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Well... Do you know Treble Uplift by Andrew Fletcher? This was originally published by Oecumuse but they are excellent, all of them - as are the Organ Uplift volumes as well. There is also the Novello Book of Descants with some excellent examples by Christopher Robinson, John Scott (try his St Clement) and others. Also... Richard Marlow (Trinity Cambridge) a volume of two part descants - a speciality of his.

 

I actually have the Andrew Fletcher volumes but have thus far not investigated the descant section - perhaps I should now.

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Many thanks - I had seen Tysoe's name crop up and did wonder but I was sure someone on here would know. Does anyone know if its published anywhere?

 

Are there any other 'good' descants which are worthy of note? I quite like Christopher Gower's to 'Lasst uns erfreuen' - it seems to be a favourite down at Southwell Minster where I've heard it a couple of times.

 

I guess writing a really good descant is quite difficult in terms of creating something which is interesting but not too off-putting for the congregation. We've had this discussion about Christmas ones before I know, but perhaps we can consider the rest of the year...

 

 

Well... Do you know Treble Uplift by Andrew Fletcher? This was originally published by Oecumuse but they are excellent, all of them - as are the Organ Uplift volumes as well. There is also the Novello Book of Descants with some excellent examples by Christopher Robinson, John Scott (try his St Clement) and others. Also... Richard Marlow (Trinity Cambridge) a volume of two part descants - a speciality of his.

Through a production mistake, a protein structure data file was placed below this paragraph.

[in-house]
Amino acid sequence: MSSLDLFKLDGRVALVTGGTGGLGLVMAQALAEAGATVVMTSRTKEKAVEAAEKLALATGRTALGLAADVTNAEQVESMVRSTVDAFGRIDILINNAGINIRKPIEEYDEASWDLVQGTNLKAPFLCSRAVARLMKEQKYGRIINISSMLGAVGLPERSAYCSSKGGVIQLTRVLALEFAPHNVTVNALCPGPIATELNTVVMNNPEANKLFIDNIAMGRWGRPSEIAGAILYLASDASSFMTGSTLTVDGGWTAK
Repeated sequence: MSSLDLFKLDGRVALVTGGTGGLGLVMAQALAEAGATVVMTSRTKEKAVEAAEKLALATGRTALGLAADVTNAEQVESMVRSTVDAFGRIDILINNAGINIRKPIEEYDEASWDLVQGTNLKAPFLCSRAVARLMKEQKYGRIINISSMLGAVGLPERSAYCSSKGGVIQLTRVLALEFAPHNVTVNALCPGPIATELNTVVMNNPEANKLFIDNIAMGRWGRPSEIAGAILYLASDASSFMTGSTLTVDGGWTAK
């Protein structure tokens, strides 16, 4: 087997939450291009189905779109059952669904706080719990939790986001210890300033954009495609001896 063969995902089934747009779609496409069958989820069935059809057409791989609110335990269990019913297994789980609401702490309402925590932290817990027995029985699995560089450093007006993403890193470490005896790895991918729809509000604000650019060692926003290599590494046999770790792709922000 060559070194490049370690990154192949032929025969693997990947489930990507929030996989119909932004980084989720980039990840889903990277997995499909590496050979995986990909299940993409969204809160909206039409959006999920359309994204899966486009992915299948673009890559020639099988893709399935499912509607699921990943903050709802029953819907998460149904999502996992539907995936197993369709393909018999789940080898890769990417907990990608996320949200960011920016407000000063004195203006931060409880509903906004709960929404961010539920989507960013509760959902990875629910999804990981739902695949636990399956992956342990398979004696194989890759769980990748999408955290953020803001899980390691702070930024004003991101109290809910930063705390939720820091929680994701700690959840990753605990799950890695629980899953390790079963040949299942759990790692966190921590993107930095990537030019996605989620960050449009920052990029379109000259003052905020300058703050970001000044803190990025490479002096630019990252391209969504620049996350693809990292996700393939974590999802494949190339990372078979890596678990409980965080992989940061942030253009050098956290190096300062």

There are several very good books of descants - Andrew Fletcher's and those, by Richard Marlow, written for and recorded by Trinity College Cambridge are excellent.

 

I am in the process of moving my office at home and so my music is all over the place. I think I remember a book of Descants called 'Hit the Roof' which contained quite a lot of useable material as well as some dozen or so descants written for Sheffield Cathedral many years ago. I have another volume somewhere, the name escapes me, and I can't locate it at the moment. Philip Duffy, late of the Metropolitan Cathedral in Liverpool always wrote very singable music - his double descant to 'Gopsal' - Rejoice the Lord is King - is very fine. In the days when I was running a choir he was always very accommodating about giving/selling/lending copies.